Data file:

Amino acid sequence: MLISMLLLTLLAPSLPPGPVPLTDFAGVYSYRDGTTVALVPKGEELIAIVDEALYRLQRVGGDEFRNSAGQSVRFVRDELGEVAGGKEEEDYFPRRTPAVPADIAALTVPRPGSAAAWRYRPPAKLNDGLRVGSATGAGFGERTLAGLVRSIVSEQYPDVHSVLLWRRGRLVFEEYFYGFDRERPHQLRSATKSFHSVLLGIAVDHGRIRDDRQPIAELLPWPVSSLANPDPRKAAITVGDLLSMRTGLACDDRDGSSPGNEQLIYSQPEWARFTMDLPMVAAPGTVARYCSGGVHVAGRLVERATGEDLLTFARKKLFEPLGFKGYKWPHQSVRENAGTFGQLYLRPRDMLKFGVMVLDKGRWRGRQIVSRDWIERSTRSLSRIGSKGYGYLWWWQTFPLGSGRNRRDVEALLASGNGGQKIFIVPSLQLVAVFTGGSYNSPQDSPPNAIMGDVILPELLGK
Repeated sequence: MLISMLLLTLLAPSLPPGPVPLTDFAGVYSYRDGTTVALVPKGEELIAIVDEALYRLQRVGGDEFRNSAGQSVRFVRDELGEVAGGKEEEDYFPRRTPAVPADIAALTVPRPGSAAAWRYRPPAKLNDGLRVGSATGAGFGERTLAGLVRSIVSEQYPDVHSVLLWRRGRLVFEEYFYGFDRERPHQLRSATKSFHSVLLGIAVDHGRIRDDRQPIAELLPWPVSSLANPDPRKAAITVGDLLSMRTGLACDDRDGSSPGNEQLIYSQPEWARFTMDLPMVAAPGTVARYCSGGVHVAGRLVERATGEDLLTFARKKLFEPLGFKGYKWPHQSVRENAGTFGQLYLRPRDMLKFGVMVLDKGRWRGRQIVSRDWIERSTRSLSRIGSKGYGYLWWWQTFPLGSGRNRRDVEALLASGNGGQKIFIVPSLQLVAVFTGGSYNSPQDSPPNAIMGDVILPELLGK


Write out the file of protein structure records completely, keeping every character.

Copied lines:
Amino acid sequence: MLISMLLLTLLAPSLPPGPVPLTDFAGVYSYRDGTTVALVPKGEELIAIVDEALYRLQRVGGDEFRNSAGQSVRFVRDELGEVAGGKEEEDYFPRRTPAVPADIAALTVPRPGSAAAWRYRPPAKLNDGLRVGSATGAGFGERTLAGLVRSIVSEQYPDVHSVLLWRRGRLVFEEYFYGFDRERPHQLRSATKSFHSVLLGIAVDHGRIRDDRQPIAELLPWPVSSLANPDPRKAAITVGDLLSMRTGLACDDRDGSSPGNEQLIYSQPEWARFTMDLPMVAAPGTVARYCSGGVHVAGRLVERATGEDLLTFARKKLFEPLGFKGYKWPHQSVRENAGTFGQLYLRPRDMLKFGVMVLDKGRWRGRQIVSRDWIERSTRSLSRIGSKGYGYLWWWQTFPLGSGRNRRDVEALLASGNGGQKIFIVPSLQLVAVFTGGSYNSPQDSPPNAIMGDVILPELLGK
Repeated sequence: MLISMLLLTLLAPSLPPGPVPLTDFAGVYSYRDGTTVALVPKGEELIAIVDEALYRLQRVGGDEFRNSAGQSVRFVRDELGEVAGGKEEEDYFPRRTPAVPADIAALTVPRPGSAAAWRYRPPAKLNDGLRVGSATGAGFGERTLAGLVRSIVSEQYPDVHSVLLWRRGRLVFEEYFYGFDRERPHQLRSATKSFHSVLLGIAVDHGRIRDDRQPIAELLPWPVSSLANPDPRKAAITVGDLLSMRTGLACDDRDGSSPGNEQLIYSQPEWARFTMDLPMVAAPGTVARYCSGGVHVAGRLVERATGEDLLTFARKKLFEPLGFKGYKWPHQSVRENAGTFGQLYLRPRDMLKFGVMVLDKGRWRGRQIVSRDWIERSTRSLSRIGSKGYGYLWWWQTFPLGSGRNRRDVEALLASGNGGQKIFIVPSLQLVAVFTGGSYNSPQDSPPNAIMGDVILPELLGK